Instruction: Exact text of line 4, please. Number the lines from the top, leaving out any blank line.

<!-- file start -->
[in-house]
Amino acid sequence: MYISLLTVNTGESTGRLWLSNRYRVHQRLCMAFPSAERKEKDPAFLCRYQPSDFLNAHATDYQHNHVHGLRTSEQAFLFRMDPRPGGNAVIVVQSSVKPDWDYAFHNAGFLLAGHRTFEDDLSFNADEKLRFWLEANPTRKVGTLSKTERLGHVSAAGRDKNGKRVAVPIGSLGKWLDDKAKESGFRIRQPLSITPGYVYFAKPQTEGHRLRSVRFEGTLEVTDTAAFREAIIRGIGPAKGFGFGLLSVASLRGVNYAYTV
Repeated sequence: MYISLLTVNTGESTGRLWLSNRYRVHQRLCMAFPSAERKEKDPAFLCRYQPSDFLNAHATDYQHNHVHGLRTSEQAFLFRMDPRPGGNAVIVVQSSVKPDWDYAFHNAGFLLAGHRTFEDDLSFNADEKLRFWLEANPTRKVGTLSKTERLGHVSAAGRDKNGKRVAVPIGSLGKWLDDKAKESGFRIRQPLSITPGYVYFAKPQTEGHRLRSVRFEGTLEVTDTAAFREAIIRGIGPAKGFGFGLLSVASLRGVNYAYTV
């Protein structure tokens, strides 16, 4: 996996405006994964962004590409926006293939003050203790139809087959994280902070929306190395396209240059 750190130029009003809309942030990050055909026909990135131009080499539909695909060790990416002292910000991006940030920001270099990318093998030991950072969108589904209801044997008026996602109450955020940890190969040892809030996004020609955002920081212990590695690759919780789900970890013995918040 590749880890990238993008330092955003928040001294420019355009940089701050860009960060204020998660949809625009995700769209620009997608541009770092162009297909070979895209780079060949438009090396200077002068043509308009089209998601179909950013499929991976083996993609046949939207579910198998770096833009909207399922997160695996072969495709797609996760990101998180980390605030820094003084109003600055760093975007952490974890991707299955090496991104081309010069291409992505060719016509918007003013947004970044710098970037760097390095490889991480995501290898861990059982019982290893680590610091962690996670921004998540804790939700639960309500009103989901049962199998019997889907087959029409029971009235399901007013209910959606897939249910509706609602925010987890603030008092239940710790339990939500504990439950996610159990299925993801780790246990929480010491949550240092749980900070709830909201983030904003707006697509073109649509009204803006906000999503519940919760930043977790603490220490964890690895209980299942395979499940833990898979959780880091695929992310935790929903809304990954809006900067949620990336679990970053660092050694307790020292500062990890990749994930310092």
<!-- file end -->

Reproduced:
């Protein structure tokens, strides 16, 4: 996996405006994964962004590409926006293939003050203790139809087959994280902070929306190395396209240059 750190130029009003809309942030990050055909026909990135131009080499539909695909060790990416002292910000991006940030920001270099990318093998030991950072969108589904209801044997008026996602109450955020940890190969040892809030996004020609955002920081212990590695690759919780789900970890013995918040 590749880890990238993008330092955003928040001294420019355009940089701050860009960060204020998660949809625009995700769209620009997608541009770092162009297909070979895209780079060949438009090396200077002068043509308009089209998601179909950013499929991976083996993609046949939207579910198998770096833009909207399922997160695996072969495709797609996760990101998180980390605030820094003084109003600055760093975007952490974890991707299955090496991104081309010069291409992505060719016509918007003013947004970044710098970037760097390095490889991480995501290898861990059982019982290893680590610091962690996670921004998540804790939700639960309500009103989901049962199998019997889907087959029409029971009235399901007013209910959606897939249910509706609602925010987890603030008092239940710790339990939500504990439950996610159990299925993801780790246990929480010491949550240092749980900070709830909201983030904003707006697509073109649509009204803006906000999503519940919760930043977790603490220490964890690895209980299942395979499940833990898979959780880091695929992310935790929903809304990954809006900067949620990336679990970053660092050694307790020292500062990890990749994930310092």